Home Weekly Wrapup, 7-11 April 2008

Weekly Wrapup, 7-11 April 2008

Here are some of the highlights from the week’s Web Tech action on ReadWriteWeb. The big news was Google App Engine – we provided extensive coverage and analysis. Also this week we looked into further use cases for Twitter, we analyzed the pros and cons of offline access to web apps, as well as why we need web apps on the desktop. We gave you seven tips to make the best use of your RSS Reader, we advised on the best places to find open data, and we looked at business development 2.0 and marketing 2.0 trends.

For those of you reading this via our website, note that you can subscribe to the Weekly Wrapups, either via the special RSS feed or by email.

Web Apps

Google App Engine: History’s Next Step or Monopolistic Boondoggle?

The big news this week was the launch of Google App Engine, “a developer tool that enables you to run your web applications on Google’s infrastructure.” This will allow startups to use Google’s web servers, APIs, and other developer tools to build a web app on top of. Google clearly has the scale and smarts to provide this platform service to developers. However, it begs the question: why would a startup want to hand over that much control and dependence to a big Internet company? Check out Marshall’s analysis.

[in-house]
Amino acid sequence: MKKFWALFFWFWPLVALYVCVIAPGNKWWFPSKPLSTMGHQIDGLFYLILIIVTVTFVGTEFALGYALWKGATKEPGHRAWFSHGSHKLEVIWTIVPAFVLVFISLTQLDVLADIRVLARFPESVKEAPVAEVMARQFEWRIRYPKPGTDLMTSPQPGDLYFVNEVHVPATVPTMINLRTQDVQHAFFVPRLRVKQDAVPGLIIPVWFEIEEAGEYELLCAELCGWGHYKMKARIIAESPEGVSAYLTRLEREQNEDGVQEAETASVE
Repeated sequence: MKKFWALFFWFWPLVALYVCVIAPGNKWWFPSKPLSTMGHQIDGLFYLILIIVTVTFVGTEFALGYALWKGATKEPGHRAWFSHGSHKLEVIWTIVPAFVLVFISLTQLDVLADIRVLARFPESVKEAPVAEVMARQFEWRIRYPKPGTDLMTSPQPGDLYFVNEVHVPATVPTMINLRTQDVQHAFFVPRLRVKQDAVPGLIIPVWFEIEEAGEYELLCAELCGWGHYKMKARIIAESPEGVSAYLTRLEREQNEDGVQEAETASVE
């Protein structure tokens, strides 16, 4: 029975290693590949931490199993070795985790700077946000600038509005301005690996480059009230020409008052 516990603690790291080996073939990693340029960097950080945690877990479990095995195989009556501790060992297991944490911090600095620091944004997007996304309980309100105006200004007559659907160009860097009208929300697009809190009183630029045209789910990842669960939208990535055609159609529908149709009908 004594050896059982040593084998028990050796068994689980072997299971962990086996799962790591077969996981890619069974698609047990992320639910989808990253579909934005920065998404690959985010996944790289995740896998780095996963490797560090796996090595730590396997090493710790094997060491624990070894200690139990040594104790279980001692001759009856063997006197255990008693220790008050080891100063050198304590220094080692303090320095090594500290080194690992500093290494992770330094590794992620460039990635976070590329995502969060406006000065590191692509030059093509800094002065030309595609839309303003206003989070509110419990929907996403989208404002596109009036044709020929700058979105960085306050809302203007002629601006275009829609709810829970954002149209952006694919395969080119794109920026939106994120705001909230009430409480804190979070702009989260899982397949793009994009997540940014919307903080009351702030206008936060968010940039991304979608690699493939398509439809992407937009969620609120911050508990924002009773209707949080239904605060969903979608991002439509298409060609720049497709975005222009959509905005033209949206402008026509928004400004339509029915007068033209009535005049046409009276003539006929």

A new feature at ReadWriteWeb is an interactive game helping you to understand and contextualize web tech news in a fun way. This week we posted, via a new app from Impact Games, an interactive game that will let you model Google App Engine’s impact in the marketplace. You can play the game here.

Our other coverage:Google App Engine: Cloud Control to Major Tom; HuddleChat: Did Google Just Rip Off 37Signals? and Google Takes Down HuddleChat After Complaints About 37Signals Ripoff

Related:Red Dog: Microsoft’s Answer to App Engine and AWS?

How to Get Customer Service via Twitter

There has been a lot of talk lately of companies monitoring social media, be it Twitter, blogs, or social networking sites, for mentions of their company name and responding to customer service issues. Some of this interaction has been in the Twitter community, with Comcast being one of the more active participants as of late. Although in some cases, customers twittered their frustration after failing to receive the support they needed through traditional methods, in many cases, Twitter was the first place the customers vented their frustration, and then were surprised when they received a response from a support rep or company spokesperson.

Related:5 Ways to Find More Friends on Twitter and Twittermethis Is A Brilliant Marketing Experiment

Seven Tips for Making the Most of Your RSS Reader

RSS is a big deal, as anyone who’s subscribed to even a few feeds probably knows. Once you get past just a few feeds, though, it can quickly get overwhelming. RSS can leave you feeling inadequate, brain-dead and uninspired. Trying out new things will help you discover new, magical experiences, though. Letting go of the stress caused by any obligation to read everything will go a long way.

Here are seven tips for making the most of your RSS reader, from simple to more complex.